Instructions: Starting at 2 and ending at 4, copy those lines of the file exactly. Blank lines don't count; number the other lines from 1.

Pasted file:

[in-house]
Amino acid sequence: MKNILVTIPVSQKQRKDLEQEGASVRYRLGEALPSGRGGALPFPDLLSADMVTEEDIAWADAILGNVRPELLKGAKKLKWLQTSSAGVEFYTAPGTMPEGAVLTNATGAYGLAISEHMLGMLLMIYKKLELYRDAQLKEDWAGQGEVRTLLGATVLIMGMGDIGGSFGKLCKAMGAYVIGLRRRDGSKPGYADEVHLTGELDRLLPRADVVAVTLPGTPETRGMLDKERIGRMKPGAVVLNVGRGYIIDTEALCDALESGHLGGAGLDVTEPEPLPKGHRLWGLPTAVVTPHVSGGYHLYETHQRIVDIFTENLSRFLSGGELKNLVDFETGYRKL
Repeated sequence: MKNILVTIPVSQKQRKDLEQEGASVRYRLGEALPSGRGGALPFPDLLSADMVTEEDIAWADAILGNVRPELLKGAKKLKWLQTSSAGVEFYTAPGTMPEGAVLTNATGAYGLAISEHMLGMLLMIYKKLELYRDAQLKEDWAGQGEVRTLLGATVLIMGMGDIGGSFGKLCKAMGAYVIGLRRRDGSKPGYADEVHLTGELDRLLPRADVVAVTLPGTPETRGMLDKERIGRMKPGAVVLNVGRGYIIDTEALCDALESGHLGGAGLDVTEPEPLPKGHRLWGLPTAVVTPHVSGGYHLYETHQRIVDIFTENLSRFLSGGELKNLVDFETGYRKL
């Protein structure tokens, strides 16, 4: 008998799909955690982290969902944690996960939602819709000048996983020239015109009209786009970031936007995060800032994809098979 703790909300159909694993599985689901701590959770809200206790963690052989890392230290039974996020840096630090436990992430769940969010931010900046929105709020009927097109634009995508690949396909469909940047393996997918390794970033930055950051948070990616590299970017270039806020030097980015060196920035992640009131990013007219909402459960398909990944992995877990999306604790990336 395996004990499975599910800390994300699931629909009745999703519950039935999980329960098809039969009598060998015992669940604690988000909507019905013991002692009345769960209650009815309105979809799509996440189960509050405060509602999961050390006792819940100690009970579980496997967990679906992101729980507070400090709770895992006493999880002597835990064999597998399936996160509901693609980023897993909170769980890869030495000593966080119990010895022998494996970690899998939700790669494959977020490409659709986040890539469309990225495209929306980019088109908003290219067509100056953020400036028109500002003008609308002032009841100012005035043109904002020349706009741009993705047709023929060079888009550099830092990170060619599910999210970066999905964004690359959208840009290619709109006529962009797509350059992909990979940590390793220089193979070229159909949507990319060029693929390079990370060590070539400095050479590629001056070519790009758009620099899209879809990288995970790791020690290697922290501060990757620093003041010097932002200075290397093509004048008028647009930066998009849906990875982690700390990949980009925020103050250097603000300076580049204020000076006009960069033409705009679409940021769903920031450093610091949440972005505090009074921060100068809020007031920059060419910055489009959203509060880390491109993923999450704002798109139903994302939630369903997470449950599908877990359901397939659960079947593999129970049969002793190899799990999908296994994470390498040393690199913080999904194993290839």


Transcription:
Amino acid sequence: MKNILVTIPVSQKQRKDLEQEGASVRYRLGEALPSGRGGALPFPDLLSADMVTEEDIAWADAILGNVRPELLKGAKKLKWLQTSSAGVEFYTAPGTMPEGAVLTNATGAYGLAISEHMLGMLLMIYKKLELYRDAQLKEDWAGQGEVRTLLGATVLIMGMGDIGGSFGKLCKAMGAYVIGLRRRDGSKPGYADEVHLTGELDRLLPRADVVAVTLPGTPETRGMLDKERIGRMKPGAVVLNVGRGYIIDTEALCDALESGHLGGAGLDVTEPEPLPKGHRLWGLPTAVVTPHVSGGYHLYETHQRIVDIFTENLSRFLSGGELKNLVDFETGYRKL
Repeated sequence: MKNILVTIPVSQKQRKDLEQEGASVRYRLGEALPSGRGGALPFPDLLSADMVTEEDIAWADAILGNVRPELLKGAKKLKWLQTSSAGVEFYTAPGTMPEGAVLTNATGAYGLAISEHMLGMLLMIYKKLELYRDAQLKEDWAGQGEVRTLLGATVLIMGMGDIGGSFGKLCKAMGAYVIGLRRRDGSKPGYADEVHLTGELDRLLPRADVVAVTLPGTPETRGMLDKERIGRMKPGAVVLNVGRGYIIDTEALCDALESGHLGGAGLDVTEPEPLPKGHRLWGLPTAVVTPHVSGGYHLYETHQRIVDIFTENLSRFLSGGELKNLVDFETGYRKL
């Protein structure tokens, strides 16, 4: 008998799909955690982290969902944690996960939602819709000048996983020239015109009209786009970031936007995060800032994809098979 703790909300159909694993599985689901701590959770809200206790963690052989890392230290039974996020840096630090436990992430769940969010931010900046929105709020009927097109634009995508690949396909469909940047393996997918390794970033930055950051948070990616590299970017270039806020030097980015060196920035992640009131990013007219909402459960398909990944992995877990999306604790990336 395996004990499975599910800390994300699931629909009745999703519950039935999980329960098809039969009598060998015992669940604690988000909507019905013991002692009345769960209650009815309105979809799509996440189960509050405060509602999961050390006792819940100690009970579980496997967990679906992101729980507070400090709770895992006493999880002597835990064999597998399936996160509901693609980023897993909170769980890869030495000593966080119990010895022998494996970690899998939700790669494959977020490409659709986040890539469309990225495209929306980019088109908003290219067509100056953020400036028109500002003008609308002032009841100012005035043109904002020349706009741009993705047709023929060079888009550099830092990170060619599910999210970066999905964004690359959208840009290619709109006529962009797509350059992909990979940590390793220089193979070229159909949507990319060029693929390079990370060590070539400095050479590629001056070519790009758009620099899209879809990288995970790791020690290697922290501060990757620093003041010097932002200075290397093509004048008028647009930066998009849906990875982690700390990949980009925020103050250097603000300076580049204020000076006009960069033409705009679409940021769903920031450093610091949440972005505090009074921060100068809020007031920059060419910055489009959203509060880390491109993923999450704002798109139903994302939630369903997470449950599908877990359901397939659960079947593999129970049969002793190899799990999908296994994470390498040393690199913080999904194993290839």